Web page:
Bandar Seri Begawan - A representative and senior advisor on Asean and Human Rights at the Human Rights Working Groups (HRWG), Yuyun Wahyuningrum praised Brunei Darussalam on its concerted efforts to keep human rights violations at a relatively low level.
In an interview with the Bulletin at the launch of the Council on Social Welfare Brunei Darussalam (MKM) Legal Advice and Advisory Clinic, Wahyuningrum said disputes between migrant Workers and employers are usually settled between the Labour Department and the respective embassies concerned.
Cases of human trafficking in the country are few and far between, said Wahyuningrum - who has over a decade of experience in human rights issues - largely due to the government's efforts in promoting and protecting human rights, especially migrant workers from the Asean region.
"In general, Asean member states have committed themselves to the fight against human trafficking. But in reality, this has not translated into actions and many Asean member states still commit human rights violations," she explained.
To get the message across, she cited a few examples of alleged abuses. In Indonesia there is a lack of religious freedom and many people continue to be deprived of their places of worship, with some places being attacked or forced to shut down by religious groups, she said.
In the Philippines, journalists have been targetted and a few have been killed in the past. The country also suffers from a lack of freedom of expression.
The Swiss-based Press Emblem Campaign (PEC), which fights for the protection of journalists, says that while Syria remains the most dangerous place for journalists last year with at least 37 reporters killed; the Philippines holds the number seven rank with six reporters having been killed the same year.
In Labs, an activist was kidnapped last December despite the government vehemently denying any involvement. The Laos government defended itself by bringing the case to the United Nations in order to formally state their side of the case.
In Myanmar, a Buddhist monk was arrested last December for his lead role in a protest rally supporting monks who had demonstrated against the activities of a copper mine, which was threatening the health and safety of the environment. Despite calls from international human rights group to release him, he currently still remains under detention.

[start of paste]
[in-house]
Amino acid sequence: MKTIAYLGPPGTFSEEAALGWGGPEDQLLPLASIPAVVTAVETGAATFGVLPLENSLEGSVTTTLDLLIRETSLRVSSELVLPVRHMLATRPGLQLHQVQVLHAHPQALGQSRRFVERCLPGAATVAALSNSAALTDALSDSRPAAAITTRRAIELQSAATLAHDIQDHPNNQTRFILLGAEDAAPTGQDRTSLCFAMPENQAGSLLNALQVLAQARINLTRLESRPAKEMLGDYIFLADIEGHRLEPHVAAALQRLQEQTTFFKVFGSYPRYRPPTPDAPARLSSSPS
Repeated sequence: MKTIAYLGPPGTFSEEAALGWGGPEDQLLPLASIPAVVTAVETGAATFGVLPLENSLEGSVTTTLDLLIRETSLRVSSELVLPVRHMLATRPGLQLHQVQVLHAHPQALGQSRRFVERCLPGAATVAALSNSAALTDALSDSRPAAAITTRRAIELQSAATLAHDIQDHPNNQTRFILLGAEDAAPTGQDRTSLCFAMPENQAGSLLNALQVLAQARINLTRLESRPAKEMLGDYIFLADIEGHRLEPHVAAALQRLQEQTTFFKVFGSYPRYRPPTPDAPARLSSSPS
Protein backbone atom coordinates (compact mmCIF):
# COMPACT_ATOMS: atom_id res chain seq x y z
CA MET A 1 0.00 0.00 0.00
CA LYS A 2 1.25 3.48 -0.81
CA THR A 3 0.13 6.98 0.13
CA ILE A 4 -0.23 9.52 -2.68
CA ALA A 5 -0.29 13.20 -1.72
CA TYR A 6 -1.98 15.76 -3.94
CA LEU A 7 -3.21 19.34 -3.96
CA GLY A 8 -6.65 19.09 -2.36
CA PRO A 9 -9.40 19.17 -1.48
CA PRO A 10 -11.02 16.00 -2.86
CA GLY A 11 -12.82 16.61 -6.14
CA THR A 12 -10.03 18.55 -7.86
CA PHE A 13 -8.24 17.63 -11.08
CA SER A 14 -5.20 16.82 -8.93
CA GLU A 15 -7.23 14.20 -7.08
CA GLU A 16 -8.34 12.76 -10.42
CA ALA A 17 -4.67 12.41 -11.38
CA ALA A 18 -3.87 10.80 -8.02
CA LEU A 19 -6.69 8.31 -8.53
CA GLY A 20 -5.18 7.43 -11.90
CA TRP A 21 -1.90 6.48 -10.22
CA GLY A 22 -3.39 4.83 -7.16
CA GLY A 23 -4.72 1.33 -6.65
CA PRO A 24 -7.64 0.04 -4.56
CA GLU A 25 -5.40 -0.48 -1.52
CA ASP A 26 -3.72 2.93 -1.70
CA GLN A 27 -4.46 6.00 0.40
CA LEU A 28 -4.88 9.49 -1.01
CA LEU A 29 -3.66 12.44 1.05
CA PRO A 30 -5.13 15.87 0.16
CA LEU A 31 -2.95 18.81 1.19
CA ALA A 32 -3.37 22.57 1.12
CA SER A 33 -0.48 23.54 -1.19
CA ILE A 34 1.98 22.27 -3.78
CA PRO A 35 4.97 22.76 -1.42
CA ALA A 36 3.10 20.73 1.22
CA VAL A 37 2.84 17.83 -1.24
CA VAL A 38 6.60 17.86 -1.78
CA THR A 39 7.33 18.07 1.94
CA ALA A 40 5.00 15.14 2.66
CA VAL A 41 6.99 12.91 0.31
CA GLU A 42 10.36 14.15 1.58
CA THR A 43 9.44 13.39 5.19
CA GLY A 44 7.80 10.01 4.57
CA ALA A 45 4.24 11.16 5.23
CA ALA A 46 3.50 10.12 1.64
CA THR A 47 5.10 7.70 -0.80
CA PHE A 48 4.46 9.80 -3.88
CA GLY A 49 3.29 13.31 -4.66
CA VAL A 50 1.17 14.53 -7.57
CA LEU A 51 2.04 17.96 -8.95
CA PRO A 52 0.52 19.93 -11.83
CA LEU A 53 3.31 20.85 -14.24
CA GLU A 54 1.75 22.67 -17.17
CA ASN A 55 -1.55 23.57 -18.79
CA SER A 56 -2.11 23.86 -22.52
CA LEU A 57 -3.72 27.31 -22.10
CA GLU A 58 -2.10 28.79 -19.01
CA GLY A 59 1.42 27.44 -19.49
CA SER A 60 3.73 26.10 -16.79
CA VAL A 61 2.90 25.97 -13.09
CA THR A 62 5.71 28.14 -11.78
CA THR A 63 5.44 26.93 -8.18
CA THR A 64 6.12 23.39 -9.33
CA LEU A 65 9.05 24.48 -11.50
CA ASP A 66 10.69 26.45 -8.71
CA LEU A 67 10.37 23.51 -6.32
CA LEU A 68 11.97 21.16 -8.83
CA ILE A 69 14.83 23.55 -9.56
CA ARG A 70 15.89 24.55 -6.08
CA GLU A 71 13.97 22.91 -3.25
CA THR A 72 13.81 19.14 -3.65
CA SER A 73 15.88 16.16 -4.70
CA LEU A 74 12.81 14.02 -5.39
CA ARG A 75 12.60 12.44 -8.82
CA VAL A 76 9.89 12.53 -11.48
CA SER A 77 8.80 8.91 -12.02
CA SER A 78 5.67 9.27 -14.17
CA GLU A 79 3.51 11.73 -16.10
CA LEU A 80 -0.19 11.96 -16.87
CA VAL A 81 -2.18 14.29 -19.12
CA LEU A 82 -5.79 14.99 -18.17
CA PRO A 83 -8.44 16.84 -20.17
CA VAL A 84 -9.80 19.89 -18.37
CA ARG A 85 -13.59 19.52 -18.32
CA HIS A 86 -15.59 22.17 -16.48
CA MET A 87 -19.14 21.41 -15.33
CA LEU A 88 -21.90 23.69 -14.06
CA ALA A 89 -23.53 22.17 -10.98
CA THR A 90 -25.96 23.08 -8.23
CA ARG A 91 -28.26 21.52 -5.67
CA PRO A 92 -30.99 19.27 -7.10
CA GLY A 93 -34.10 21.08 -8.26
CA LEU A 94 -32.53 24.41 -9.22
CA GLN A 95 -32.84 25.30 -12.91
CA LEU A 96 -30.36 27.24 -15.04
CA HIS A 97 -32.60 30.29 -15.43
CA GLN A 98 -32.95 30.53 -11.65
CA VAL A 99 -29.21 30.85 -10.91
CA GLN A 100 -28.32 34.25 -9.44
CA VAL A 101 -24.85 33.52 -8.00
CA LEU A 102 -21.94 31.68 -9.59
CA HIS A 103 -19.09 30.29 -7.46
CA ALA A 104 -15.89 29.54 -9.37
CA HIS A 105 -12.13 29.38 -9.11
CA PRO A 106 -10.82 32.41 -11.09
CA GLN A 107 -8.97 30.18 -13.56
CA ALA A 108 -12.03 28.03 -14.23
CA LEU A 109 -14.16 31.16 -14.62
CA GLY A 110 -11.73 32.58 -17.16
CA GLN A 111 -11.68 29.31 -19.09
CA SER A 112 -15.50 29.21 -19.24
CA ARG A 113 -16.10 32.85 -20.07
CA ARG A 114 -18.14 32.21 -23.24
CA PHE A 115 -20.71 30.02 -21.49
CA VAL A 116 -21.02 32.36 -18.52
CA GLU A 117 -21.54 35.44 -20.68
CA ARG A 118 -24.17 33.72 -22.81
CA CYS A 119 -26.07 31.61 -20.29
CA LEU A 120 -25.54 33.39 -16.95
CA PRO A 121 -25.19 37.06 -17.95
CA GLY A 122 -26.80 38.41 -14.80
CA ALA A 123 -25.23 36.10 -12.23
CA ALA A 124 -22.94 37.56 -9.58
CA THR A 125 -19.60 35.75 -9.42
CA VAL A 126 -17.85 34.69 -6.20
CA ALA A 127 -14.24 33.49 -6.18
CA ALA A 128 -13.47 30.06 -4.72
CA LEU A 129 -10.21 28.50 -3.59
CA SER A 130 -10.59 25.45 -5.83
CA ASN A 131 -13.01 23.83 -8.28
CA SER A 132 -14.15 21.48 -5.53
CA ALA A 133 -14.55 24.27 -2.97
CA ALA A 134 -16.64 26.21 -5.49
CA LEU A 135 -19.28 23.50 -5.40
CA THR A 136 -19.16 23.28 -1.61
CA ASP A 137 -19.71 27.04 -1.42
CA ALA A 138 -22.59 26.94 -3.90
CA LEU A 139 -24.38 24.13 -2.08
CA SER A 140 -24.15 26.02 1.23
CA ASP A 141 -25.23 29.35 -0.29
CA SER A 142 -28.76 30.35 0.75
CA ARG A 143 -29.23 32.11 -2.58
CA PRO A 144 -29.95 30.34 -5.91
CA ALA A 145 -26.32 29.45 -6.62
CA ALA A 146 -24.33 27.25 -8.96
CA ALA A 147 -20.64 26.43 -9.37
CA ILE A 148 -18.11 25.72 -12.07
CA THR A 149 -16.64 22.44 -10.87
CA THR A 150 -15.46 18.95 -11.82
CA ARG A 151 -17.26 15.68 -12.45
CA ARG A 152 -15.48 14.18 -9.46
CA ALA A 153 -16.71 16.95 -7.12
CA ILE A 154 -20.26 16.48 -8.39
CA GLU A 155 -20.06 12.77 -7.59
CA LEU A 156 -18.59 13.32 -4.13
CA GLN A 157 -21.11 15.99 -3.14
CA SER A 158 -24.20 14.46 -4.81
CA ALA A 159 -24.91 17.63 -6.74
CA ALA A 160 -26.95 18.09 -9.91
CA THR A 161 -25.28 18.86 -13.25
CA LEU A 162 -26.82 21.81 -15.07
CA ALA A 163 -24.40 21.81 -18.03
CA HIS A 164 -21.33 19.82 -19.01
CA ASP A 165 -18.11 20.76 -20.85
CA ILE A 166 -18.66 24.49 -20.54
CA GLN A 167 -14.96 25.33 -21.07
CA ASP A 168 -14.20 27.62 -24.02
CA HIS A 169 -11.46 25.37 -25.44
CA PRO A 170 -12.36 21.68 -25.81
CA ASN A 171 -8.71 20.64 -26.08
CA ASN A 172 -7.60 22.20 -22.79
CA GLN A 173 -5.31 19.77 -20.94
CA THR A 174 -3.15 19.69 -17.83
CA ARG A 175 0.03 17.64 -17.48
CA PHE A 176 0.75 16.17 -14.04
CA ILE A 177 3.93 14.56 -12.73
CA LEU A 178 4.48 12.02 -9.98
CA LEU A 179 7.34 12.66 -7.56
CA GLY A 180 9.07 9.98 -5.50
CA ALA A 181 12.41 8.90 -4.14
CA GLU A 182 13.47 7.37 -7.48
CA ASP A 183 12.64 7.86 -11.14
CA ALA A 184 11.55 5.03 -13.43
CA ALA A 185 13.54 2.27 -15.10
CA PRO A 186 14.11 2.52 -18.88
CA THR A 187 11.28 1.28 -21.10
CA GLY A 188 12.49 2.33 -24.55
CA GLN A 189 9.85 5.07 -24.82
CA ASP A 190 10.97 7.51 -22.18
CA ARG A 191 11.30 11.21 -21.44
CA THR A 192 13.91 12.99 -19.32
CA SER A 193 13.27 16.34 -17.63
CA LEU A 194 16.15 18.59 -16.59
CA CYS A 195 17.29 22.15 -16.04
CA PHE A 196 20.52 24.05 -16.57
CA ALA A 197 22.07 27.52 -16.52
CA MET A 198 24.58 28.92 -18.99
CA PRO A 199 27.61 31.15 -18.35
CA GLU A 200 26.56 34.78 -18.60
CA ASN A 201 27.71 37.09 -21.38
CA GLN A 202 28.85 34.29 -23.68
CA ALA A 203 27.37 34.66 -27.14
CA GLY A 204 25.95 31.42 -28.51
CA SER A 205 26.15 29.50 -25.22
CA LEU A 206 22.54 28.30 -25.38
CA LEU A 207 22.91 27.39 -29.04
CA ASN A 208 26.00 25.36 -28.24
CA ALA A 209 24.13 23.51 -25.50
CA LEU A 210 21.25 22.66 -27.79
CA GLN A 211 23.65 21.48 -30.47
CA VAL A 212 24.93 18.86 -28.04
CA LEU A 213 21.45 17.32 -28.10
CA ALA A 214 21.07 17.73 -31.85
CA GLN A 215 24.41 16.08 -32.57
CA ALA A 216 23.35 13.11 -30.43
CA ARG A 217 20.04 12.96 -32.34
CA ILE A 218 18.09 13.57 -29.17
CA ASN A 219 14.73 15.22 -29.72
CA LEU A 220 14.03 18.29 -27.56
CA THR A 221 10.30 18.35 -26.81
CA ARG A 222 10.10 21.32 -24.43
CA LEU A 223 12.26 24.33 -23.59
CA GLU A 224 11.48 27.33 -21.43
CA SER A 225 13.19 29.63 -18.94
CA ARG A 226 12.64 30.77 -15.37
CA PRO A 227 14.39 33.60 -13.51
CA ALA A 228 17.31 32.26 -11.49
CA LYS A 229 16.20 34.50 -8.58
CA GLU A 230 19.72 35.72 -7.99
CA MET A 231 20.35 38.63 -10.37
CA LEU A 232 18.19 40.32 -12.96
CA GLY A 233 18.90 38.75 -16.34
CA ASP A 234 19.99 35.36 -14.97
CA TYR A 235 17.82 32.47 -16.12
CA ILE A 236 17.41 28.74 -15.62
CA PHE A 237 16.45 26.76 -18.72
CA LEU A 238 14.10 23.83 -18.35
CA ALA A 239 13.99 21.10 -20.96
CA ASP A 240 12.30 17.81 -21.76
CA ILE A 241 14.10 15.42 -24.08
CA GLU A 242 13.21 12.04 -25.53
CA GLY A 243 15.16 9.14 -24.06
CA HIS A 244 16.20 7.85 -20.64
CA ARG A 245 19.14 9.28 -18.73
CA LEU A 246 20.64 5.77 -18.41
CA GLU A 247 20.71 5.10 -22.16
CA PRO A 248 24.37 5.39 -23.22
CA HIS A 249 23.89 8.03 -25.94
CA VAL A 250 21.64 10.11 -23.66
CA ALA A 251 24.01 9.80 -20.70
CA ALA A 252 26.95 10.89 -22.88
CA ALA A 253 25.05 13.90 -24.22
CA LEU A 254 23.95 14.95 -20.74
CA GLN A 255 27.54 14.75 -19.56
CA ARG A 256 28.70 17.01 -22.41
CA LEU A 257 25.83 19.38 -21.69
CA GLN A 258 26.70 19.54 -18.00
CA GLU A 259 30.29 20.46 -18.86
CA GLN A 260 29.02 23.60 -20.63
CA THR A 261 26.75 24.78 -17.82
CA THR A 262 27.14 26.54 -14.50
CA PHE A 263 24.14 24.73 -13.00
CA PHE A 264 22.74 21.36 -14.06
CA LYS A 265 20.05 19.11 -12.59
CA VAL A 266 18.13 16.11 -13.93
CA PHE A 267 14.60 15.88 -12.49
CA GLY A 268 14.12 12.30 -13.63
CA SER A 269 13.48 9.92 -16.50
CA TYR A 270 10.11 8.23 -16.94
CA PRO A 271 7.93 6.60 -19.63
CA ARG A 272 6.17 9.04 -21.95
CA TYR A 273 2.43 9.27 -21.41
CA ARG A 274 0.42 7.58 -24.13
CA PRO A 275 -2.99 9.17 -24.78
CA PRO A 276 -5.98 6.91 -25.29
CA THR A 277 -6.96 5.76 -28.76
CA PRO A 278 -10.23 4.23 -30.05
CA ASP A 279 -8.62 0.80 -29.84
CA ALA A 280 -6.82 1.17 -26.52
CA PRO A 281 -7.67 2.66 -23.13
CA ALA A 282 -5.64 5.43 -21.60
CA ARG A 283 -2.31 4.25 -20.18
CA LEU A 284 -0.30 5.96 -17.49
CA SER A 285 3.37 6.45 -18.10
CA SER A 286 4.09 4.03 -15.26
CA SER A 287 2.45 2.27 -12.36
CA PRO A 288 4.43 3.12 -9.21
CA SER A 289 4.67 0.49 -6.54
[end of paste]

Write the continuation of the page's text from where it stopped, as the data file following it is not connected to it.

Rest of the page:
In her capacity as the senior advisor at HRWG, Yuyun Wahyuningrum says she is working towards an efficient mechanism for the sometimes complex machinery of human rights, and wants to ensure that Asean governments and the Asean Commission on the Promotion and Protection of the Rights of Women and Children (ACWC) are working closely together to protect the universal rights of women and children.
"The pressing issues on human rights, especially with regard to human trafficking are a growing concern in the region, and Asean member states have so far failed to come together in order to resolve the issue cohesively," stated Wahyuningrum.
"No single country can execute this problem successfully without cooperation from its neighbours due to the prevalence of cross-border human trafficking across Asean," she added.
Brunei will host the Asean Summit this year, and she placed her hopes that the annual Asean Civil Society Conference (ACSC) will be held prior to the gathering of the heads of states. The ACSC primarily holds discussions that range from human rights, women, children, the youth, migrant workers, indigenous people, good governance, security and the environment.
--Courtesy of Borneo Bulletin